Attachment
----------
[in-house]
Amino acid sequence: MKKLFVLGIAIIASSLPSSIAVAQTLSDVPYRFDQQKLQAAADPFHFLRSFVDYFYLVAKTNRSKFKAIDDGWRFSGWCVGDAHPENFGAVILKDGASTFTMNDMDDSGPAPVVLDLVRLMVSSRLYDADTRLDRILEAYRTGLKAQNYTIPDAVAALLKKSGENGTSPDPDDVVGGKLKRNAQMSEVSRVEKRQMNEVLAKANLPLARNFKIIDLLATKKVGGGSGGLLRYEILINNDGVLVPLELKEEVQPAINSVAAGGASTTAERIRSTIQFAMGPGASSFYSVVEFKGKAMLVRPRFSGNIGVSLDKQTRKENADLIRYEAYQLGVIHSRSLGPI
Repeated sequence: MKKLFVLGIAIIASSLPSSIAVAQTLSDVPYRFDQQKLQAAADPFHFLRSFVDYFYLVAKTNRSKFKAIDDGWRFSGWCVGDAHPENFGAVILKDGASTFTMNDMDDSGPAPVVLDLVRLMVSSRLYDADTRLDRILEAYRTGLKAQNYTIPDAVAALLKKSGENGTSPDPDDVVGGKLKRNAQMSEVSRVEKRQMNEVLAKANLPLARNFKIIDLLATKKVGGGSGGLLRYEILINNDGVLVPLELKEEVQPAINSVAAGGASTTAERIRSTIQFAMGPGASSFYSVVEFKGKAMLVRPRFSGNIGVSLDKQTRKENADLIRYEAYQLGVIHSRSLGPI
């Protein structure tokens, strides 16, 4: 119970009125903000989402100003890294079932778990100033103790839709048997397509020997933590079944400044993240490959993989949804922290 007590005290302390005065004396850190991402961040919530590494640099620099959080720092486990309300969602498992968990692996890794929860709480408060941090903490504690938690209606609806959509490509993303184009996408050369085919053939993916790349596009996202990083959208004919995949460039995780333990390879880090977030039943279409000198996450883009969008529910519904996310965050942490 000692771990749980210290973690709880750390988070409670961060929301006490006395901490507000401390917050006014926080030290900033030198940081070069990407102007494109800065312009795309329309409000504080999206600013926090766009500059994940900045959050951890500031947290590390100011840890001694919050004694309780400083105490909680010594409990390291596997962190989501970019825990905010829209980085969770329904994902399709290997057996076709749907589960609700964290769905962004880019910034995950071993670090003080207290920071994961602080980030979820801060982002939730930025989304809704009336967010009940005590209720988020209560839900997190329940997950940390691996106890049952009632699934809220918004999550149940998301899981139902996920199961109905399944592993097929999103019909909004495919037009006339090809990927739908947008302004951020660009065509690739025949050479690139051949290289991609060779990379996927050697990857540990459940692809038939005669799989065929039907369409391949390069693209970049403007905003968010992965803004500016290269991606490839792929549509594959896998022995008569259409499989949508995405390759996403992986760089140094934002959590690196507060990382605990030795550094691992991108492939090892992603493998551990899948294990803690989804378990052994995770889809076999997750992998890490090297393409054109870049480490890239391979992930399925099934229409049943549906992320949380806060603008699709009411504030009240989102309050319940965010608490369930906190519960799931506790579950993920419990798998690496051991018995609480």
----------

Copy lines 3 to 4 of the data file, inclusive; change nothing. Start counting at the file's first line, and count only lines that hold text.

Repeated sequence: MKKLFVLGIAIIASSLPSSIAVAQTLSDVPYRFDQQKLQAAADPFHFLRSFVDYFYLVAKTNRSKFKAIDDGWRFSGWCVGDAHPENFGAVILKDGASTFTMNDMDDSGPAPVVLDLVRLMVSSRLYDADTRLDRILEAYRTGLKAQNYTIPDAVAALLKKSGENGTSPDPDDVVGGKLKRNAQMSEVSRVEKRQMNEVLAKANLPLARNFKIIDLLATKKVGGGSGGLLRYEILINNDGVLVPLELKEEVQPAINSVAAGGASTTAERIRSTIQFAMGPGASSFYSVVEFKGKAMLVRPRFSGNIGVSLDKQTRKENADLIRYEAYQLGVIHSRSLGPI
């Protein structure tokens, strides 16, 4: 119970009125903000989402100003890294079932778990100033103790839709048997397509020997933590079944400044993240490959993989949804922290 007590005290302390005065004396850190991402961040919530590494640099620099959080720092486990309300969602498992968990692996890794929860709480408060941090903490504690938690209606609806959509490509993303184009996408050369085919053939993916790349596009996202990083959208004919995949460039995780333990390879880090977030039943279409000198996450883009969008529910519904996310965050942490 000692771990749980210290973690709880750390988070409670961060929301006490006395901490507000401390917050006014926080030290900033030198940081070069990407102007494109800065312009795309329309409000504080999206600013926090766009500059994940900045959050951890500031947290590390100011840890001694919050004694309780400083105490909680010594409990390291596997962190989501970019825990905010829209980085969770329904994902399709290997057996076709749907589960609700964290769905962004880019910034995950071993670090003080207290920071994961602080980030979820801060982002939730930025989304809704009336967010009940005590209720988020209560839900997190329940997950940390691996106890049952009632699934809220918004999550149940998301899981139902996920199961109905399944592993097929999103019909909004495919037009006339090809990927739908947008302004951020660009065509690739025949050479690139051949290289991609060779990379996927050697990857540990459940692809038939005669799989065929039907369409391949390069693209970049403007905003968010992965803004500016290269991606490839792929549509594959896998022995008569259409499989949508995405390759996403992986760089140094934002959590690196507060990382605990030795550094691992991108492939090892992603493998551990899948294990803690989804378990052994995770889809076999997750992998890490090297393409054109870049480490890239391979992930399925099934229409049943549906992320949380806060603008699709009411504030009240989102309050319940965010608490369930906190519960799931506790579950993920419990798998690496051991018995609480």